A few days ago, I was nearly crushed by a whale. It leaped out of the water, rotated above me, then touched down inches from my dinghy. I yelped—and heard, from far away, an amused chuckle. I also flew above a tranquil sea with glassy-eyed gulls, visited the Eiffel Tower, and jumped off a cliff to see whether I would survive. It was a busy afternoon.

All each activity required was a visit to the cartoonish grasslands that serve as the main menu of Cardboard, Google's virtual reality (VR) app that takes users on an array of adventures via a $15 cardboard headset. I was in my living room, having slipped my smartphone into the viewer; the chuckle came from my boyfriend, who was enjoying the sight of a grown woman yelping at thin air.

VR isn't new (the Sensorama, for one, was a midcentury booth that let you watch movies on a vibrating chair while being blasted with pertinent scents), but VR you can use at home came about only recently, and Cardboard is the option that costs little more than a decent bottle of wine. Buying it engendered the optimism that apps often inspire in me; I'm always convinced they will change my life. The one that donates to charity whenever I run? Yeah, I still don't run. The one that offers access to classic novels for free? Have yet to see page 2 of Lady Chatterley's Lover.

However transforming it may or may not be, the experience does boast enough variety to keep me busy. Many VR apps are compatible with Google's viewer, including Within, which features an Indonesian scuba journey, a quest (undertaken with two bunnies) to defeat invasive aliens, and a nature scene in which the user is nearly hit by a train made of birds. In Catatonic, Within's nod to horror films, the user is a captive patient in an asylum; it startled me so badly, I let rip a guttural scream.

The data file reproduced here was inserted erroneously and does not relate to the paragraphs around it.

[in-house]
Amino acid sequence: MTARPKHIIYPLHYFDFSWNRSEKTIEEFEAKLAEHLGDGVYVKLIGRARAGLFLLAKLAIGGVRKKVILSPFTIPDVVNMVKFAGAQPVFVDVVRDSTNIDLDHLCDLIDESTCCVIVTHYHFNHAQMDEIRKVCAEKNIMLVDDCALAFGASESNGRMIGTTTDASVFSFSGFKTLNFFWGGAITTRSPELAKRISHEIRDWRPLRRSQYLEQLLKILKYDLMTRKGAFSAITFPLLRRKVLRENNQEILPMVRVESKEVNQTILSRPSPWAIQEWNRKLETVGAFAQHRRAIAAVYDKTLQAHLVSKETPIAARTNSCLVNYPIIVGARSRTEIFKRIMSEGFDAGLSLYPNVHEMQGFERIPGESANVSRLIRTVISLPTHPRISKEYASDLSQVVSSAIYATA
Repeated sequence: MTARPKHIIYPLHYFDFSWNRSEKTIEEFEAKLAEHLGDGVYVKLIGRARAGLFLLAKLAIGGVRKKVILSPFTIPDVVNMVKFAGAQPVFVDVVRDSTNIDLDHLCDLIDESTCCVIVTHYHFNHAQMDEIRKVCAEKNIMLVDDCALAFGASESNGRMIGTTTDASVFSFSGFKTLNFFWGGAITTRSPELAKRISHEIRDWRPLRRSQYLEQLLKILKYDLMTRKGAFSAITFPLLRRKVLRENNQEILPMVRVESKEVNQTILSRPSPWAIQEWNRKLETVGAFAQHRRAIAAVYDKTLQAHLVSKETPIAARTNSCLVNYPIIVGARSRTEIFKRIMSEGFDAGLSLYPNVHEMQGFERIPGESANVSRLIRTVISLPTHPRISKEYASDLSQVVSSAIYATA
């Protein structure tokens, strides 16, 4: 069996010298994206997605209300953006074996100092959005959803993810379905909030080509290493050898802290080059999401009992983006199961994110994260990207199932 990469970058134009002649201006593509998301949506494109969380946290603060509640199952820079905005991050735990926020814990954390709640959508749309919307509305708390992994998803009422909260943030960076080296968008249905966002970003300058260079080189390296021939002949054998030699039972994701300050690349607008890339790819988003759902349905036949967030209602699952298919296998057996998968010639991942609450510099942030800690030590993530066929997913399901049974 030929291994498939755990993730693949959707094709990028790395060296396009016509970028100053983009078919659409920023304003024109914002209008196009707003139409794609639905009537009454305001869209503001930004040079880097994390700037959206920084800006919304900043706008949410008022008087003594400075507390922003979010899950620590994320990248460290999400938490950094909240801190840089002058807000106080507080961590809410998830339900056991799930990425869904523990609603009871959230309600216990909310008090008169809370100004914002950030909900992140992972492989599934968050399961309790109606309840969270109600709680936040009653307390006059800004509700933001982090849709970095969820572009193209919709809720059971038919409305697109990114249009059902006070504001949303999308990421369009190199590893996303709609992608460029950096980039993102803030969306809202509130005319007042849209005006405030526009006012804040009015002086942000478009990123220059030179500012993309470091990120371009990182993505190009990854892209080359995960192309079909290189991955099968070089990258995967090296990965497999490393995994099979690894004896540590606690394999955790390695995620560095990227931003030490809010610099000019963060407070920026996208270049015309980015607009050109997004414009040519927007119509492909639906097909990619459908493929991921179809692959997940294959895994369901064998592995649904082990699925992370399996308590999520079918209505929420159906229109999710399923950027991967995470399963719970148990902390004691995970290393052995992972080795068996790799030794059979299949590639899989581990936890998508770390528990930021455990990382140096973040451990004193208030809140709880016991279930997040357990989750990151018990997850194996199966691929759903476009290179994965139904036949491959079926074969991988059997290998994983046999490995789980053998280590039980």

"Okay, you're done," my boyfriend said, pulling the viewer away.

But I'm so not done. I can't wait to visit these worlds again, with their strange logic and dizzying panoramas. I want to go spelunking, ride roller coasters, watch Paul McCartney play "Live and Let Die" from four feet away. (And I have to see what else is in the asylum, obviously.)

Will it be any match for real life? Well, no. Not long ago, I visited the actual Eiffel Tower, and the VR version, static and stately, doesn't hold une bougie to the sight of its lights frenziedly flashing in the night, beheld while I ate pistachio gelato on a brick wall as my feet dangled over a sparkling Seine. That was life-changing.

Better to see VR as its own marvelous thing. When I Cardboarded to the moon, gazing down at earth and up at a soundlessly passing satellite, it was as magical as it was fake. But it was magical. And how often do you get to say that about something you do on your couch?


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